Two years ago, Motorola announced that it would spin off its mobile division creating a company separate from its infrastructure division. At the time, it was largely believed that this was an effort to cut off the floundering mobile arm and in doing so, prevent it from harming the rest of the company.
Though Motorola has seen significant success since that announcement in 2008, especially with its Droid line of smartphones, the company reiterated its intentions to split in February of this year, and said this move would be completed by the end of the year.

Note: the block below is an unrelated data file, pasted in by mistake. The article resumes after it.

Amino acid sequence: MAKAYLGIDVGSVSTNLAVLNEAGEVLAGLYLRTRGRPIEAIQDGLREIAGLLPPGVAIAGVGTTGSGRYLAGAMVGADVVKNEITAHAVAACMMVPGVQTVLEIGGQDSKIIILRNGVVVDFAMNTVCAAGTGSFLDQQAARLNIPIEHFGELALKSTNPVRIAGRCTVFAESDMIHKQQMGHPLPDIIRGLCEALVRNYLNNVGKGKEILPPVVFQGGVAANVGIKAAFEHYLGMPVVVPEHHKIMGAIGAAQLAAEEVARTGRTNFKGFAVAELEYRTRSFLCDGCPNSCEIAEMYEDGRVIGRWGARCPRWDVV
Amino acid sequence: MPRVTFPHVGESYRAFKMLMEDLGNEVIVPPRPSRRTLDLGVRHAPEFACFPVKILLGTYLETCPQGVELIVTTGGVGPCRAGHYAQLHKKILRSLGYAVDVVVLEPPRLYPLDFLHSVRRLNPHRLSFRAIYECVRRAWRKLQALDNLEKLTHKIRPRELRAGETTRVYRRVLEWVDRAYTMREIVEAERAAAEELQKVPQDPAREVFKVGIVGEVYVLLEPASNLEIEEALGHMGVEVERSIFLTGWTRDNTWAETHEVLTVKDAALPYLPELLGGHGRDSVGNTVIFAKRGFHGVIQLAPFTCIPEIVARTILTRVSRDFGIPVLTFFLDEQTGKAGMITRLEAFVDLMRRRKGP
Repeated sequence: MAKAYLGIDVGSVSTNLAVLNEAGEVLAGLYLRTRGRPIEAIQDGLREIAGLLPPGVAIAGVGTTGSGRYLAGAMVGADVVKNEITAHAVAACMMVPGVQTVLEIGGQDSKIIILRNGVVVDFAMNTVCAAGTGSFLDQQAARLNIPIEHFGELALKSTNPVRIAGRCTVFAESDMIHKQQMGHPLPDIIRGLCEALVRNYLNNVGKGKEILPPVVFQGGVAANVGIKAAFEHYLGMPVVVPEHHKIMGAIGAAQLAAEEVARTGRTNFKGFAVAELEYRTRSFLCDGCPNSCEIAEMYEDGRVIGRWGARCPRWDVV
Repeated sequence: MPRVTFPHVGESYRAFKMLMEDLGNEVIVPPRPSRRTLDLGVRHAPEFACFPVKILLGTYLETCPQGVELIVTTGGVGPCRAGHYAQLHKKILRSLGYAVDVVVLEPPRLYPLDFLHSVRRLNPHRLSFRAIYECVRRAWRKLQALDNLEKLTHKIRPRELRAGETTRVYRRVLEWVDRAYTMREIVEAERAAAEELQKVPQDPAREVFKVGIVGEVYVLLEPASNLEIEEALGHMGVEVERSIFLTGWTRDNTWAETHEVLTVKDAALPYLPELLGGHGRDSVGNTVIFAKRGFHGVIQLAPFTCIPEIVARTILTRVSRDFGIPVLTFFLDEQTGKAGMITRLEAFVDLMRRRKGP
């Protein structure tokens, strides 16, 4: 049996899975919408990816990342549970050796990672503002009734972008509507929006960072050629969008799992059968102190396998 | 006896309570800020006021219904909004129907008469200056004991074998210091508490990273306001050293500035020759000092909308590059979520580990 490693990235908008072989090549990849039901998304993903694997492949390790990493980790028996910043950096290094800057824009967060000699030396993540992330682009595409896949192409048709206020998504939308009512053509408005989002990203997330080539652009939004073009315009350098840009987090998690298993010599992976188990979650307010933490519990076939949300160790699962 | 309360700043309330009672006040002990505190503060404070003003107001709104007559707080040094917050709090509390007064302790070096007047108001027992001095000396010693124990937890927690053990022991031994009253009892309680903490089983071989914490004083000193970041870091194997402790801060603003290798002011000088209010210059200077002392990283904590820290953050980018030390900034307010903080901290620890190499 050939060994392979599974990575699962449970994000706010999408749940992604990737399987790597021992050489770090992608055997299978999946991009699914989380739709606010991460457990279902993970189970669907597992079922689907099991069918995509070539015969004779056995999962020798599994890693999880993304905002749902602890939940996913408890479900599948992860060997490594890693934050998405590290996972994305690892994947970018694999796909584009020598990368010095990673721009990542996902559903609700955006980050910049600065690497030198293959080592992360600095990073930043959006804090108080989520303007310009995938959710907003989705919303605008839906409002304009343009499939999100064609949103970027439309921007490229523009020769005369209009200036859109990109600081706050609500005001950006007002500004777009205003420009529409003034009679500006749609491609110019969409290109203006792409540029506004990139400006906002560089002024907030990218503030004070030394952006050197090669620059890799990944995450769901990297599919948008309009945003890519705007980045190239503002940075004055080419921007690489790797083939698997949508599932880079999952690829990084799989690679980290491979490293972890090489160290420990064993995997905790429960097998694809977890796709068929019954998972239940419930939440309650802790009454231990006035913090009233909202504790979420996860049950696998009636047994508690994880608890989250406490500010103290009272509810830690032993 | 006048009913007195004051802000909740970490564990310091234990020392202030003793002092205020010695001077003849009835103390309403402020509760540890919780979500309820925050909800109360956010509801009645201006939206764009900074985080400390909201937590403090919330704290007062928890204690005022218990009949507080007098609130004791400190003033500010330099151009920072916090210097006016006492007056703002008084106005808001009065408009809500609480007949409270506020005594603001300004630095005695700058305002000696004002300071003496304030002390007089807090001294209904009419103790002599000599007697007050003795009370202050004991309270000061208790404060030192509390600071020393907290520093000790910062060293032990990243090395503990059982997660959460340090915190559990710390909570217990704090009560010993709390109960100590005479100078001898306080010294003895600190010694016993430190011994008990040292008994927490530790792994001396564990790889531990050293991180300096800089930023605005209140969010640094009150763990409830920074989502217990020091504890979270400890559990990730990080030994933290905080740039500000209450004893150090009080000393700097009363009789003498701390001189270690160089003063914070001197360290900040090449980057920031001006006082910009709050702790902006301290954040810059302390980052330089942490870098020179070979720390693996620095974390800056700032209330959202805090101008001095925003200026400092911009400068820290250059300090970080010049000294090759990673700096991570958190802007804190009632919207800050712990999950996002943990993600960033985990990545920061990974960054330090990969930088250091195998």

Today InformationWeek reports that, having failed to split itself in two, Motorola has instead opted to sell most of its network infrastructure unit. It was today announced that Nokia Siemens Networks acquired the majority of Moto's mobile network infrastructure unit for $1.2 billion.
Nokia Siemens said Monday that it hopes the acquisition will strengthen its position in the market.
"First and foremost, this deal is about customers," the New York Times quotes Rajeev Suri, chief executive of Nokia Siemens, as saying during a conference call on Monday with reporters and investors. "We expect to gain an incumbent position with many new customers and strengthen our position with others."
Suri went on to say that the buy would make partnerships with China Mobile, Verizon Wireless, Sprint and Clearwire possible.